his hesitancy to leave behind friends and a comfortable, accepting environment, Rasheed
agreed to go on the urging of his teachers. Looking back, he's not sure that the school
provided any better learning opportunities than the schools in which he'd grown up, but he
believes that integration helped move his community forward.
I don't regret my decision. It helped shape who I am as a
person. Early on I became exposed to bad attitudes but also to good people who didn't have
anything to do with race, he says. And I learned that I could take to heart
what my grandmother had been telling me my whole life: that I was just as good as
Despite being recruited by Villanova and several other NCAA Division 1-A schools for
his basketball prowess, Rasheed chose to attend Elizabeth City State. After his difficult
high school years, going to a small, predominantly black college seemed the right choice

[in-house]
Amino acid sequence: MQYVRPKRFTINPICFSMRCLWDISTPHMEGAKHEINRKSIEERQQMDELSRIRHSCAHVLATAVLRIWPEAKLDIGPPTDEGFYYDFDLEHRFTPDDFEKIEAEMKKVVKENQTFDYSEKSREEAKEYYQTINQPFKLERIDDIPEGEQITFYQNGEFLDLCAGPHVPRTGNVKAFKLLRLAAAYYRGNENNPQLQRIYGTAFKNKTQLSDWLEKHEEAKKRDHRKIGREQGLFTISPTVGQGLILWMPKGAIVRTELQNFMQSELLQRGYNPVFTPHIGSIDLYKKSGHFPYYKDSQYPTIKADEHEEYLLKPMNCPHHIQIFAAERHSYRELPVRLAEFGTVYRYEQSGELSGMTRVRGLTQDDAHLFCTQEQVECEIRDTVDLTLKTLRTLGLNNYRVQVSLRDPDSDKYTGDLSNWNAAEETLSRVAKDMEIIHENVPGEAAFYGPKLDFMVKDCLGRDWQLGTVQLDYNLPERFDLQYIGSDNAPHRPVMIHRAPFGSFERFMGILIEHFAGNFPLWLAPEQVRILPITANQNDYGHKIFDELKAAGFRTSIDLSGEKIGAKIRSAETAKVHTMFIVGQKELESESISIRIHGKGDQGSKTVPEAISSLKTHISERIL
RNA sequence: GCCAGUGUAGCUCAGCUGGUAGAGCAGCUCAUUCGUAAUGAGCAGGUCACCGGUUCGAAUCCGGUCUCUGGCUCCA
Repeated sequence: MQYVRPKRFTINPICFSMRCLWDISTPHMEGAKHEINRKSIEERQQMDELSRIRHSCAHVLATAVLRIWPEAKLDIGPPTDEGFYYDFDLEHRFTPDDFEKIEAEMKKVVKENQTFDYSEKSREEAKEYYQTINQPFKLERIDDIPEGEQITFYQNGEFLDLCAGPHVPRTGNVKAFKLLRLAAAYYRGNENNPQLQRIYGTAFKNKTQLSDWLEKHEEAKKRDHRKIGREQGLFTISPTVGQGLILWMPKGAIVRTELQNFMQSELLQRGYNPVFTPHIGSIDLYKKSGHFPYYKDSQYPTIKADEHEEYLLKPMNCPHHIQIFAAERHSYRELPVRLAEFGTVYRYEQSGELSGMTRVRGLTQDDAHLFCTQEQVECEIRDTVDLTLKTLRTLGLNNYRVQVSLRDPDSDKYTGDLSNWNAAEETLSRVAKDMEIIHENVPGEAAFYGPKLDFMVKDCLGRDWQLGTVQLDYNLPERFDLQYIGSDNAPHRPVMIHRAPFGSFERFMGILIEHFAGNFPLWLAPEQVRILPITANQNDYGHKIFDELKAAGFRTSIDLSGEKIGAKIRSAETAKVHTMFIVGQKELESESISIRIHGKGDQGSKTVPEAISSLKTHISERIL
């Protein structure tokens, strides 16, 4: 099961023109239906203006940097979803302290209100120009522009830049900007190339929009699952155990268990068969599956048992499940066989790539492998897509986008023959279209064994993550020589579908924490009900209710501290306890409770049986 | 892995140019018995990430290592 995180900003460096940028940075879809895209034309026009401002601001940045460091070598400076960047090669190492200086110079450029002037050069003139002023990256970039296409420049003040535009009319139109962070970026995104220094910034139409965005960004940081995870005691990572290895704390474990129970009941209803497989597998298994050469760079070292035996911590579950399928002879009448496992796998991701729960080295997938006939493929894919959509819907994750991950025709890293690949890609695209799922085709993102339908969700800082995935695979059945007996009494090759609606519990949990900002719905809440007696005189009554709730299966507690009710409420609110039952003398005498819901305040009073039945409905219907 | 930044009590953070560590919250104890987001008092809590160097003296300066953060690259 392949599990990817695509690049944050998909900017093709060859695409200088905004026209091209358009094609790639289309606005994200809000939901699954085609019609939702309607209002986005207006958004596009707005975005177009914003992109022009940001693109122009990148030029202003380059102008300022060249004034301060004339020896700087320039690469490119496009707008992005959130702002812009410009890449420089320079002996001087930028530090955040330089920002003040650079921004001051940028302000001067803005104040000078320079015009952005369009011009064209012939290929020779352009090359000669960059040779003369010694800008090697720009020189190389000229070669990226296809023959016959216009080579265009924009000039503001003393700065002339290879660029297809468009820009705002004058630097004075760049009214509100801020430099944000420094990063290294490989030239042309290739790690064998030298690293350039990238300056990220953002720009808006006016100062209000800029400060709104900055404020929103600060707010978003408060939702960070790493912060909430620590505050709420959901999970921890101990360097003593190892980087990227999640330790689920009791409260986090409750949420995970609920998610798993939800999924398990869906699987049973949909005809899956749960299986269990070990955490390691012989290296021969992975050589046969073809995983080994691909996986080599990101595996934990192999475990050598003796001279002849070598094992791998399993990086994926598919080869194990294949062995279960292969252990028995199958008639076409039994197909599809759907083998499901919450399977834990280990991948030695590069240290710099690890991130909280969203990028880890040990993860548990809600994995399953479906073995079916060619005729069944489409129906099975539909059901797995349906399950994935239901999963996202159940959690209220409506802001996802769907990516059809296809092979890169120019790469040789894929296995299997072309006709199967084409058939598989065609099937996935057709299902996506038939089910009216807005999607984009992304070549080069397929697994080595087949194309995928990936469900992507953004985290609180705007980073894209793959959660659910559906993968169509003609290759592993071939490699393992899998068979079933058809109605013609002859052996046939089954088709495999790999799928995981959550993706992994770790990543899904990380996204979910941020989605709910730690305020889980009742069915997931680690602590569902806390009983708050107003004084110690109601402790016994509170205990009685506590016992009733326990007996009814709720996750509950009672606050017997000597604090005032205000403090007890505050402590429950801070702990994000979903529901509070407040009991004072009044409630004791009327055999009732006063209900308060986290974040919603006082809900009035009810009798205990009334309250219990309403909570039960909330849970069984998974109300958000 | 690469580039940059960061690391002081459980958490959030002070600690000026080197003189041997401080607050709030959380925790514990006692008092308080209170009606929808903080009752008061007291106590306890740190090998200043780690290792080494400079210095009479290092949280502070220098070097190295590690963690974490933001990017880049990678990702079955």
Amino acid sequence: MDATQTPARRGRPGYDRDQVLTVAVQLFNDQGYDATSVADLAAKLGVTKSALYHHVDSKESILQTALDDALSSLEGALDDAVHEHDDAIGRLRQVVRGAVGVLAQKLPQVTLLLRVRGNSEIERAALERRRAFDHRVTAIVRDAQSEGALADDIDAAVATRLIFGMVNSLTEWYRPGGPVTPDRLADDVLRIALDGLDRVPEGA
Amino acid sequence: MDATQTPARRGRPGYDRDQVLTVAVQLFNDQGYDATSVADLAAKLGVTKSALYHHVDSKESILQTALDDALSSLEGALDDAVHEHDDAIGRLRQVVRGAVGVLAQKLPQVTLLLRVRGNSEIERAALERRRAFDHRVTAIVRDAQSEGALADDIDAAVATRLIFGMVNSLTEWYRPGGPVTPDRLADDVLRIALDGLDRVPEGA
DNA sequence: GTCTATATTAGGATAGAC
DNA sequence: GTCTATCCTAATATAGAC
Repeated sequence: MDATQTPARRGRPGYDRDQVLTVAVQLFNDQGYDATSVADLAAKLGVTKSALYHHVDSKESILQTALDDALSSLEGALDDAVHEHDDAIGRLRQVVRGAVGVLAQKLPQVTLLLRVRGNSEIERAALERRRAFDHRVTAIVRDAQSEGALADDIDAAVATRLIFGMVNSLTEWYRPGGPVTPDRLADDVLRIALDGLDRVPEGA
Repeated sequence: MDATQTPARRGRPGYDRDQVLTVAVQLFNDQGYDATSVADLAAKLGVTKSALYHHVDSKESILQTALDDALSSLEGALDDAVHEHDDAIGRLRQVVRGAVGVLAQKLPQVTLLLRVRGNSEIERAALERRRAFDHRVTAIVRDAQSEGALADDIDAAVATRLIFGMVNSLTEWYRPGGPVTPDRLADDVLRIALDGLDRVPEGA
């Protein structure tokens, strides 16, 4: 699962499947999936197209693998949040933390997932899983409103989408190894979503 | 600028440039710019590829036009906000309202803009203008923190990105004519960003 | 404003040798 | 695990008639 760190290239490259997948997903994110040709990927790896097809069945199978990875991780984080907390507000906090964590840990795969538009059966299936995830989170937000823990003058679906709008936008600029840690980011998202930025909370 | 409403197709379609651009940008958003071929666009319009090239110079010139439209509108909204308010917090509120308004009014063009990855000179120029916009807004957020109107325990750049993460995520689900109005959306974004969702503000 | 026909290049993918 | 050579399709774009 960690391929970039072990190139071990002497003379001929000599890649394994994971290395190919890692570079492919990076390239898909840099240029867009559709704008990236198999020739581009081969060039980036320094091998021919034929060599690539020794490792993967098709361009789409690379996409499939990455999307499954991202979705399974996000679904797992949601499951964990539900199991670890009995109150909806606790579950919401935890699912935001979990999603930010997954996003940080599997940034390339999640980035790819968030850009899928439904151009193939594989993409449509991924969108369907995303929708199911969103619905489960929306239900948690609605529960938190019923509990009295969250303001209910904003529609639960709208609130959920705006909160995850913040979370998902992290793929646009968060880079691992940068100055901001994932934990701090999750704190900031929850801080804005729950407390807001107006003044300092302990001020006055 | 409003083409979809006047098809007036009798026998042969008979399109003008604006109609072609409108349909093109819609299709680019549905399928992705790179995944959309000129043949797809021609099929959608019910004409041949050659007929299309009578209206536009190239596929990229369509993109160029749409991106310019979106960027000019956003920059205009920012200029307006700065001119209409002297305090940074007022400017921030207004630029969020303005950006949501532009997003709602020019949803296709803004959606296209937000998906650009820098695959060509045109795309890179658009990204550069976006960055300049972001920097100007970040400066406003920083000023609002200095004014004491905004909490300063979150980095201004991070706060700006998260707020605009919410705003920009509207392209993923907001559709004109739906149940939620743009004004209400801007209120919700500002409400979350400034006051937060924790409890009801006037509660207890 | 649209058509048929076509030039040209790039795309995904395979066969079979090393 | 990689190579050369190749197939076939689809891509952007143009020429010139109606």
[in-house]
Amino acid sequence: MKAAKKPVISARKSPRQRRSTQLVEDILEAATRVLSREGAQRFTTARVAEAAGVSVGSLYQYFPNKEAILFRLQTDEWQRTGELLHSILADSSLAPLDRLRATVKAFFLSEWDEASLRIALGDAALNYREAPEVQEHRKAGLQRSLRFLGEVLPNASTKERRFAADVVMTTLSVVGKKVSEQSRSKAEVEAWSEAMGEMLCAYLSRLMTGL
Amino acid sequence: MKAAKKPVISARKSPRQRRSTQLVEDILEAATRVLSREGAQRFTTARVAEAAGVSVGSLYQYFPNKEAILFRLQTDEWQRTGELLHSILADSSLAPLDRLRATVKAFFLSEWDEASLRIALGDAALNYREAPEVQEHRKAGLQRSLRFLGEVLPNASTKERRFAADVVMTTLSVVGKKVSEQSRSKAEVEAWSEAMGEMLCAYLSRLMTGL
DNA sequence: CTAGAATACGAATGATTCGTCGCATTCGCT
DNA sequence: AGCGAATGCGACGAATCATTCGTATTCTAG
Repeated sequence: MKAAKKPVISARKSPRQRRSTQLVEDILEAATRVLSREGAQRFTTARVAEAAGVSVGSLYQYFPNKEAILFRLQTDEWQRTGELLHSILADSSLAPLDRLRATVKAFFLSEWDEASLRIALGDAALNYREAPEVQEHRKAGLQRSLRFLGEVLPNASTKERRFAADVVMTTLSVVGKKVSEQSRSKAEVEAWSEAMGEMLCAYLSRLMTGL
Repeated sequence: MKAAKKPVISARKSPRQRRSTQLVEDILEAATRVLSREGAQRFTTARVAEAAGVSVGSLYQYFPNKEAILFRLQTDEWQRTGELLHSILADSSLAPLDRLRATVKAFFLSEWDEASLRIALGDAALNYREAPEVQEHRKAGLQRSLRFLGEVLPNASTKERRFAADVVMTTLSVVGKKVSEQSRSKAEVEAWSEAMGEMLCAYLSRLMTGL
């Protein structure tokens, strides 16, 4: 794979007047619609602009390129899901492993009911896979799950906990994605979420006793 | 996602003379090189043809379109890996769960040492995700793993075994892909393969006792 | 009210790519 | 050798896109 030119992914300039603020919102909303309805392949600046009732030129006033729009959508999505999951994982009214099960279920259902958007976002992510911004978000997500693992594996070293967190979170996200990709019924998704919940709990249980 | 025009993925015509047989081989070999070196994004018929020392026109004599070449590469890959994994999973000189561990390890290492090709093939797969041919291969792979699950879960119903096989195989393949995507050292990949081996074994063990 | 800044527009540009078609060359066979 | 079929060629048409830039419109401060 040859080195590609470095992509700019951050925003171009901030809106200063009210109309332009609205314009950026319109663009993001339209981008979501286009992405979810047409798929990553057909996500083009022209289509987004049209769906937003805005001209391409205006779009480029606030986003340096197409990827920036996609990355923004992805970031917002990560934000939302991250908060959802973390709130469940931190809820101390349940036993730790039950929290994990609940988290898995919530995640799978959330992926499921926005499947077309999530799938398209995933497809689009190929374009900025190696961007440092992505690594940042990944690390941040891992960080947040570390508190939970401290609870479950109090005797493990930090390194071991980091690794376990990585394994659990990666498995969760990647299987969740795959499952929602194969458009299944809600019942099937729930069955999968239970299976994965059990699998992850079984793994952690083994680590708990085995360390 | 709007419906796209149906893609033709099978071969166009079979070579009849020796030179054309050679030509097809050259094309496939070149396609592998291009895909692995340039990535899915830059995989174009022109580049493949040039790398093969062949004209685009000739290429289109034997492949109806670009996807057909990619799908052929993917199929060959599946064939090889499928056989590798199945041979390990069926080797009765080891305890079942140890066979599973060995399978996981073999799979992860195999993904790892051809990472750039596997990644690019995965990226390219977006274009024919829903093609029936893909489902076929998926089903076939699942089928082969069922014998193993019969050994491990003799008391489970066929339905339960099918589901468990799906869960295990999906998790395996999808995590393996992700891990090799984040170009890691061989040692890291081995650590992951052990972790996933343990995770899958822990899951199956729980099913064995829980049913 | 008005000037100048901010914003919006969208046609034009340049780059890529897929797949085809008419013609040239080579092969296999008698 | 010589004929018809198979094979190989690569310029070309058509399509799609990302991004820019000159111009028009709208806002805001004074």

and is, indeed, one he remains glad he made. Dr. Marion Thorpe, chancellor at the time and
then just 36 years old, served as a role model for Rasheed and other young men at the
university. It was Thorpe who encouraged Rasheed, after graduating in 1971 with a bachelor
of science in business education, to attend law school at N.C. Central University.
Law school proved to be a too great a financial burden, and after
one year there Rasheed accepted a fellowship that gave him a full ride to Trenton State
College in New Jersey. In 1974, he earned a master's degree in counseling and personnel
services and headed back to North Carolina, intent on returning to Central and law school.
But after leaving Trenton State, Rasheed married Marolyn, whom he'd met at Central, and
the couple had two sons before you knew it, he says, grinning widely.
That was the end of school for a while. I had to get a job!
He taught for several years in the community college system but
ultimately landed at Legal Services of North Carolina, a move which helped him discover
his calling in community development.
Legal Services afforded me the opportunity to become
familiar with the state's low-wealth areas and to appreciate the need for more proactive
strategies to help people in poverty, Rasheed explains. As important as he believed